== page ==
Bonnie’s new toy unveils Woody’s existential crisis
At the end of Toy Story 3 we saw a grown-up Andy giving Woody and his toy-crew to Bonnie and we all thought the trilogy was complete: it felt like a bittersweet and touching farewell to Andy’s childhood. However, there was still something to explore.
Toy Story 4 begins some years after that farewell, with Bonnie about to start kindergarten and doing her first action as a little adult, by leaving her toys at home. Moreover, as every child in the world, Bonnie changed her interests over the years and she’s been often leaving Woody in the cupboard, convincing him that he’s not her favorite toy anymore.
However, the cowboy can detect her fears about the kindergarten and he wants to make sure she overcomes her first day with no traumas. Woody follows Bonnie at school and, as he sees her in a difficult situation, he provides her the tools to create a new friend: from some trashy (but safe) objects, Bonnie creates Forky, a spork (half spoon, half fork).
When Bonnie takes Forky home, he feels like a stranger in a room filled with cute manifactured toys and here’s where Woody finds his new mission: if Bonnie has a new favorite toy, he has to make sure that nothing happens to him.
Obviously, it won’t be easy: the spork tries to escape several times and the cowboy will be forced to involve Buzz Lightyear and the other toys to save him from dangerous situations. Forky will soon reveal himself as a scared but sensitive object who’s looking for his place in the world exactly as Woody is.
Written by Stephanie Folsom and Andrew Stanton and directed by Josh Cooley, Toy Story 4 debuts on June 21, 2019, in U.S. theaters and on June 26 worldwide.
The film is all about social identity and sense of belonging: for the first time, since 1995, we see Woody dealing with alienation and doubts on his role in the toybox. He never calls his loyalty to Bonnie into question, even if she doesn’t realize that the only toy she’s ignoring is always there for her. Woody’s ventures are unselfish acts of love through which he finds out more about himself and what he really wants. During this new adventure, the cowboy meets old and new friends (Bo Peep, Ducky, Bunny, Duke Caboom and Gabby Gabby) with different backstories: some of them got lost, others are still looking for their first little owner, but all of them are busy making the best of the life they’ve been given.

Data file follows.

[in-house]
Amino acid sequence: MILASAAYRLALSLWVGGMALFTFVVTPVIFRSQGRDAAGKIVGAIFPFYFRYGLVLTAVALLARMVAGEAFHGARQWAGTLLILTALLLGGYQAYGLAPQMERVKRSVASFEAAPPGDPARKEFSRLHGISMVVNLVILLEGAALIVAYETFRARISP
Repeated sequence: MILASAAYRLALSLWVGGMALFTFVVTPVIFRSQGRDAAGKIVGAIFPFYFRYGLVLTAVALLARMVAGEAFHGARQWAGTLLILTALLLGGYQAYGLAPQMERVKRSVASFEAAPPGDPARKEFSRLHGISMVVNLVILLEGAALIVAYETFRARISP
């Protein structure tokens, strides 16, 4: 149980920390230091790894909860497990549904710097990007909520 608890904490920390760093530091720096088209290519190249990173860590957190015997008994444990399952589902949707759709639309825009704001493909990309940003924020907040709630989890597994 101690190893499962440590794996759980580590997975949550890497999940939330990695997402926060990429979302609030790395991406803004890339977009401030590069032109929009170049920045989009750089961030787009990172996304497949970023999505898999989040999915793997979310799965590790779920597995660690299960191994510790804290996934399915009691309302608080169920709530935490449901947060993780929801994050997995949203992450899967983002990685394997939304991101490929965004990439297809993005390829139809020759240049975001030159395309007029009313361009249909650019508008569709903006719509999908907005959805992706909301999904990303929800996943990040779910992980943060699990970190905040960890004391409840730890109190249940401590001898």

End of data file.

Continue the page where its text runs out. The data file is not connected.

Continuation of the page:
Tom Hanks and Tim Allen return as the voices of Woody and Buzz and they’re joined by Tony Hale (Forky), Annie Potts (Bo Peep), Keegan-Michael Key (Ducky), Jordan Peele (Bunny), Christina Hendricks (Gabby Gabby) and Keanu Reeves (Duke Caboom).
As crazy as it sounds, in Toy Story 4 we realize our favorite toys are facing their personal growth exactly as their owners, but this is not necessarily a bad thing: if you know Toy Story, you’re also familiar with laughs and tears. Maybe the series reached its peak with the third chapter, but this one is nothing less than beautiful.
As it always happens at the end of each film, no matter your age, you’ll want to bring out of the basement your old toybox and hug your toys once again.